Hauling clay from the pit to the machine room must be
accomplished at the very minimum of expense because no matter how it is
done the clay itself is no better at the machine than in the pit. The
only consideration is to keep the haulage cost down, and that's just
what the Dewey Locomotive does.
The Dewey 5-ton Industrial Locomotive is so light in weight
that it is, in many plants, run on the lightest rail made -- and in some
cases, on wooden rail. Track and track foundations are matters of very
light expense, because any track that will carry a two-cubic-yard clay
car is substantial enough for this locomotive.
The Dewey is chain driven (see illustration) and it develops
full tractive power under any condition and takes with ease grades that
would stop a direct-connected type of locomotive. The cylinders are high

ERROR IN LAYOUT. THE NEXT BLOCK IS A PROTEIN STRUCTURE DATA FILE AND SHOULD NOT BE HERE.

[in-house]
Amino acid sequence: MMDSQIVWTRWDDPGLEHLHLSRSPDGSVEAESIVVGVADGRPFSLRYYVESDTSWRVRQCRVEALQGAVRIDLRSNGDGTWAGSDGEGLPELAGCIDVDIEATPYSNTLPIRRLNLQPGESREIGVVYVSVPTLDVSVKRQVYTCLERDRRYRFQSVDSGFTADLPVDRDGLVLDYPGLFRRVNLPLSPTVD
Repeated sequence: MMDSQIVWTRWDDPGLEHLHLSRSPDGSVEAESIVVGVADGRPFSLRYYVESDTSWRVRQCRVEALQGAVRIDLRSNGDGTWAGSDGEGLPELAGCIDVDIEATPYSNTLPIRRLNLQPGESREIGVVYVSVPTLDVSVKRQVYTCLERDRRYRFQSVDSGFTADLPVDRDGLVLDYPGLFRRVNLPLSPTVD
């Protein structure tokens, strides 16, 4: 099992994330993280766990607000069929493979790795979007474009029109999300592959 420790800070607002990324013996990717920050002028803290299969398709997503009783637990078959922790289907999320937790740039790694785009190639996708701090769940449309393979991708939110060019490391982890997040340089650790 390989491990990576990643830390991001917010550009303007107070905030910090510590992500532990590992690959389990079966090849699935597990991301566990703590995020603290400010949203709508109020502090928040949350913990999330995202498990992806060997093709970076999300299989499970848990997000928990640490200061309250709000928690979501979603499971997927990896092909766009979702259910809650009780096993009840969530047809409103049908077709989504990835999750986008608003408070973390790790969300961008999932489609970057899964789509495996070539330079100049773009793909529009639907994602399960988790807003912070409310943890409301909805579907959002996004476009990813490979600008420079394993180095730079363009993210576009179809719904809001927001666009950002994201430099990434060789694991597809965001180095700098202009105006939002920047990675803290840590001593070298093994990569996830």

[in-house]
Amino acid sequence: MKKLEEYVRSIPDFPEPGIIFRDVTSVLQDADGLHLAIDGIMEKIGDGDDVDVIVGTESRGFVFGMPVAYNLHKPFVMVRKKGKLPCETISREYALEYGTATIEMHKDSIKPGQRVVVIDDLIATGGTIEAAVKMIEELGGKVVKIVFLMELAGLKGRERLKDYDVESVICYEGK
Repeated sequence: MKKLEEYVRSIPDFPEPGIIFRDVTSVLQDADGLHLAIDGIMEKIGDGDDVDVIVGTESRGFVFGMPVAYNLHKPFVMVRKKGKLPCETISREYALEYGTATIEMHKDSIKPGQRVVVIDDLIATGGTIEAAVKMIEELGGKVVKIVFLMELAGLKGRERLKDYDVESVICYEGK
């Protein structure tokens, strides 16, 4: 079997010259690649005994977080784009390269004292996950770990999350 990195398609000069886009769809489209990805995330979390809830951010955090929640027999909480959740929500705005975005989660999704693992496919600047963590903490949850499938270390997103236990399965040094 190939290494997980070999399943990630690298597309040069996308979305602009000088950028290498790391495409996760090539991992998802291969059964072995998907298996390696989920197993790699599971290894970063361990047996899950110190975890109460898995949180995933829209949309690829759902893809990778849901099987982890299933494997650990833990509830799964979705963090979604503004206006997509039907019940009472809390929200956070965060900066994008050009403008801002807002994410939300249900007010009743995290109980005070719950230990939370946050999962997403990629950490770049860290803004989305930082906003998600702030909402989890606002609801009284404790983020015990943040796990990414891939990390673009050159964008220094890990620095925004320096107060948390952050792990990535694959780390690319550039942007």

above the rail and away from dust and mud -- they are in plain view and
The Dewey is also slow speed and cannot be run at excessive or
dangerous speed by a reckless or incompetent operator
A glance at the illustration showing the driving mechanism
will convince you that the Dewey is easy to operate and easy to keep in
good condition. Any man on the plant can operate the Dewey -- it doesn't
require a licensed engineer.
The Dewey is truly a clay plant locomotive. Write to Dewey
Bros., Goldsboro, N. C., and let them tell you about it.